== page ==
It's very unlikely the price of bitcoin — the largest and most popular cryptocurrency — will go to $0 per coin, Hume says. That's because use cases have been established, including for the aforementioned collateral. Bitcoin has also, for better or worse, become a gateway cryptocurrency for a lot of traditional finance, she adds. For example, El Salvador became the first country to adopt bitcoin as national currency in 2021, and Fidelity Investments recently announced the firm is allowing bitcoin in 401(k)s.
That being said, it is possible for peoples' investments in bitcoin and other cryptos to go to zero even if the price of those assets themselves remain positive, Hume says. How? There could be cases of lenders that default without proper guarantees for their investors and improper security.
Most recently, Harmony, which allows people to exchange coins between various blockchains, tweeted last week that hackers had stolen $100 million.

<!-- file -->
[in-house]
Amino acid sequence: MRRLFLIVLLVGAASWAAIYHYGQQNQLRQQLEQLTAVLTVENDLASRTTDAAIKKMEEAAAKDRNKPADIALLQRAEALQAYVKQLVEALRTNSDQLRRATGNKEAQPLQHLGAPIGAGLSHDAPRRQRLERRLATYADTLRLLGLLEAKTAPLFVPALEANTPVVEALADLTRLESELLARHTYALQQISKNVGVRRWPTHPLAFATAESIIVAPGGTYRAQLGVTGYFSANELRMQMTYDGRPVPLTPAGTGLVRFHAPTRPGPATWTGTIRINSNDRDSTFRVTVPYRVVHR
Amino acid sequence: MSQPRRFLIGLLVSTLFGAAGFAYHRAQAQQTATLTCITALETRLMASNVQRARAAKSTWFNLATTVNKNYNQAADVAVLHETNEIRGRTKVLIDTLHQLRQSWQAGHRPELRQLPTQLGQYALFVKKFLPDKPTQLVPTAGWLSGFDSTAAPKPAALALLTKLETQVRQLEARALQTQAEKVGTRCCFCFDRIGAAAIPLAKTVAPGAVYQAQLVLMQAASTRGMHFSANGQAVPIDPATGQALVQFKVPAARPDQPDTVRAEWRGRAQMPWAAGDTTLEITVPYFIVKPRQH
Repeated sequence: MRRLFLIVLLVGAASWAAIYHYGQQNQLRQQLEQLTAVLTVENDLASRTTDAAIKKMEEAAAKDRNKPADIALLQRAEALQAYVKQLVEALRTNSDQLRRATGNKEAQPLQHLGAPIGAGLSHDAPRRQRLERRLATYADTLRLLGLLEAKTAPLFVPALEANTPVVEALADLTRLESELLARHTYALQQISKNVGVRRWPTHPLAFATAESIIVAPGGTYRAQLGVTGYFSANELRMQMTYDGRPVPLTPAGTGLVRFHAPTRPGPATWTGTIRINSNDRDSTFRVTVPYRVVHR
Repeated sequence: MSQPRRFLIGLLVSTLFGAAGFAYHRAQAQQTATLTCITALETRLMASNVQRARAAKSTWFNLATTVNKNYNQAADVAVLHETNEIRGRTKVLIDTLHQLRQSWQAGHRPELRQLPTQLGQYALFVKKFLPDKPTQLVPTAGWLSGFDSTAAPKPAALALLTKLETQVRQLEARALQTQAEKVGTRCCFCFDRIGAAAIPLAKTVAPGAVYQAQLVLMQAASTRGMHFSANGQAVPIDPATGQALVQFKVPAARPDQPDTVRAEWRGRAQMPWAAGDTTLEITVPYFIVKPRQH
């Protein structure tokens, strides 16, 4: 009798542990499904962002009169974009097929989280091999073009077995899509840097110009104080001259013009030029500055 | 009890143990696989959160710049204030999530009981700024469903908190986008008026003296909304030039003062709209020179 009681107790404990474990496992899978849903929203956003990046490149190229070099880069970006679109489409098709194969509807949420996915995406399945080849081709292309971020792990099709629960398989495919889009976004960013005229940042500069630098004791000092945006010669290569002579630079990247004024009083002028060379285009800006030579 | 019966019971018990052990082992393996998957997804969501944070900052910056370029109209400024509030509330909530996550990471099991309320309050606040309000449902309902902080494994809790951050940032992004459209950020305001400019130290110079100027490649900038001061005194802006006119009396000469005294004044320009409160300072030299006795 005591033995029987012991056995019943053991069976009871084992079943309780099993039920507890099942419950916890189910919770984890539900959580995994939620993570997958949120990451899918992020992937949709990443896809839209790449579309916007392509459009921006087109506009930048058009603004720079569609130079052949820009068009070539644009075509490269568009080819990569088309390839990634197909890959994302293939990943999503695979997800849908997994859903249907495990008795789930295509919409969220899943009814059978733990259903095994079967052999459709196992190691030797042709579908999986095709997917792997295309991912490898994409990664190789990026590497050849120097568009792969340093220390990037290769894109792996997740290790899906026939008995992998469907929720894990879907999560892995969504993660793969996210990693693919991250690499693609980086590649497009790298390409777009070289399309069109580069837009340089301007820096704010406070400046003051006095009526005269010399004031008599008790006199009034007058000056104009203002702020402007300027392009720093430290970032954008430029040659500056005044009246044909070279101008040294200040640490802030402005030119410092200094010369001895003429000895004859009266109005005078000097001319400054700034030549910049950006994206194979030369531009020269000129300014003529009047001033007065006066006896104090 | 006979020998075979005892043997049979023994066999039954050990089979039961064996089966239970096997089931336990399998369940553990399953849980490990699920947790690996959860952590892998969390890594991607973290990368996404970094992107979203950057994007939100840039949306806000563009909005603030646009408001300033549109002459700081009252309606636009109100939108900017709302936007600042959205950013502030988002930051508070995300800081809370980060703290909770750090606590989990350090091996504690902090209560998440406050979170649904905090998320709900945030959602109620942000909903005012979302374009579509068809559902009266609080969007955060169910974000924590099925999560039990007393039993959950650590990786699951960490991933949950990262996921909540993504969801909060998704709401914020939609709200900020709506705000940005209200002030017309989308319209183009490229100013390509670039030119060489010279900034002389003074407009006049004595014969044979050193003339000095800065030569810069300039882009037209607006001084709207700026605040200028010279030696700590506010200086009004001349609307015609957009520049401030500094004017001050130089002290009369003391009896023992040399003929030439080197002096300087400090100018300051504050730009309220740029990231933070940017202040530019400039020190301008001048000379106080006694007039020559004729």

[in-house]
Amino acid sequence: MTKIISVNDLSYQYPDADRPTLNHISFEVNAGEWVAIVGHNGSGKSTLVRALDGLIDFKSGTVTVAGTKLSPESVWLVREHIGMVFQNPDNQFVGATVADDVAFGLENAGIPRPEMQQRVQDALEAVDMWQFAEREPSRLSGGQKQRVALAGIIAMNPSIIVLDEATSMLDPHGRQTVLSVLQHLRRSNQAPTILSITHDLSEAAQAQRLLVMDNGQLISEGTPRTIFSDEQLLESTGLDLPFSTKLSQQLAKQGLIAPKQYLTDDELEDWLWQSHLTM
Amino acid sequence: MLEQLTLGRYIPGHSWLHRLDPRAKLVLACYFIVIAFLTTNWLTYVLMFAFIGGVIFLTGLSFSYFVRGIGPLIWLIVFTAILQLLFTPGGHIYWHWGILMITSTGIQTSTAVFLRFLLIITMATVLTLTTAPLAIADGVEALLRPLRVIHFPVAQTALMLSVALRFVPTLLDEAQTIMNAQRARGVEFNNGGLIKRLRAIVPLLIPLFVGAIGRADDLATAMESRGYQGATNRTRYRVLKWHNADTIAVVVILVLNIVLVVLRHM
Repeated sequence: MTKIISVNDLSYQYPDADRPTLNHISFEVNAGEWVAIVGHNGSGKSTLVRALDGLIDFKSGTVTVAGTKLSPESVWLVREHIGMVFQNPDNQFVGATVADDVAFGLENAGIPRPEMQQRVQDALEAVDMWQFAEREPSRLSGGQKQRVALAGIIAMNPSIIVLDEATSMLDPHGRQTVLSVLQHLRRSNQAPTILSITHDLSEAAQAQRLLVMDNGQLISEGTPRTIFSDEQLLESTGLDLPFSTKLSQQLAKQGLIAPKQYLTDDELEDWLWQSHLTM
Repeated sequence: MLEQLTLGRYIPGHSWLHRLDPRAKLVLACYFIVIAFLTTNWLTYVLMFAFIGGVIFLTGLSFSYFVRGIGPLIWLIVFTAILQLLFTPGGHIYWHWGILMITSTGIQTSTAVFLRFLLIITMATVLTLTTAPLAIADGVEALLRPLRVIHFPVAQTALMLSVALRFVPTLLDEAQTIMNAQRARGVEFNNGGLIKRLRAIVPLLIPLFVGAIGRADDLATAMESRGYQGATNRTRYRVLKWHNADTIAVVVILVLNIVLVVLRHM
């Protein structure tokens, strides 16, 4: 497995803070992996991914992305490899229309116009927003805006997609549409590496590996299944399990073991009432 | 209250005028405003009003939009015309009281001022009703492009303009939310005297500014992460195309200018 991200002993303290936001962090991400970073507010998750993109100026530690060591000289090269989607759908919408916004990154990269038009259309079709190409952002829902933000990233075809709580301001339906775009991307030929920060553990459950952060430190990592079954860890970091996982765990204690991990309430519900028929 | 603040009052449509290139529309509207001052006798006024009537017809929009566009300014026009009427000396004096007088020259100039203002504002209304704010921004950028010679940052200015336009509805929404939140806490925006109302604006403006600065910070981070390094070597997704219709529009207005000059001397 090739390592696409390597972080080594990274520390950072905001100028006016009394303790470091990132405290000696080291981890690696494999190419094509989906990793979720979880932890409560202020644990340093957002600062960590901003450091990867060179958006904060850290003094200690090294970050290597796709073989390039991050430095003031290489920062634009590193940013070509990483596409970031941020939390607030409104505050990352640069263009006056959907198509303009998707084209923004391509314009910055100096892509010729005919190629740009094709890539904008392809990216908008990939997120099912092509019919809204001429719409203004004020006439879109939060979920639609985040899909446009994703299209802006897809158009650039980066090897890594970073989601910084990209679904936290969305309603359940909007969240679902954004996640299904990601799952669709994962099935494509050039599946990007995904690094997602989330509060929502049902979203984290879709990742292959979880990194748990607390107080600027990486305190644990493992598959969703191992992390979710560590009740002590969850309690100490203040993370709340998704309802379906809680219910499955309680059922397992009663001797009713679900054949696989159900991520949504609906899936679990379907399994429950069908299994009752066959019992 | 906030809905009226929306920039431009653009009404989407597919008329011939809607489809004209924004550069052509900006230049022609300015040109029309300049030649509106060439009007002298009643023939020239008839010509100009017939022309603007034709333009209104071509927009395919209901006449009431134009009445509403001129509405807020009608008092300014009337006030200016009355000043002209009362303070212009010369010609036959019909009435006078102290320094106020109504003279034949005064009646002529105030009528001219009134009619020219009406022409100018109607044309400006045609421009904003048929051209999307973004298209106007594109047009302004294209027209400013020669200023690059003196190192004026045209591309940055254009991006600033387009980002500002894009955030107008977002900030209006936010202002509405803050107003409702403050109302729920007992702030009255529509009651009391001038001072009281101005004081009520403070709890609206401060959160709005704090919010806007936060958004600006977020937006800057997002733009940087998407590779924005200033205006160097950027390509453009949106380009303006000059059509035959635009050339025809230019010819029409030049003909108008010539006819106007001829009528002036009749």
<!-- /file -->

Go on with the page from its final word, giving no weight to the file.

Is this a buying opportunity for bitcoin?
When markets crash, there is an opportunity to buy at a lower price.
Bitcoin is at levels where it's starting to look attractive, Moya says. He thinks that we'll probably see bitcoin trade around a key level like $20,000 per coin for some time. For ether, that level may be $1,000.
"There's still so much potential and opportunity in the crypto-verse that you're not going to see a complete abandonment of this space despite these painful losses," Moya says.
But if you want to take advantage of the low price, you have to be careful. Crypto lacks fundamental valuations and runs on investor sentiment — and that's very difficult to anticipate and time. Financial advisors recommend not investing money in risky assets like cryptocurrency unless you're willing to lose. Some say to allocate no more than 2% to 5% of your portfolio to these digital assets.
For those who want to invest, take a staggered approach, Moya suggests. Perhaps that means investing a small amount when the price is at $20,000 per coin for bitcoin, a bit more at $19,000 and more at $18,000.
But if you can't stomach a 50% drawdown? Steer clear of crypto entirely.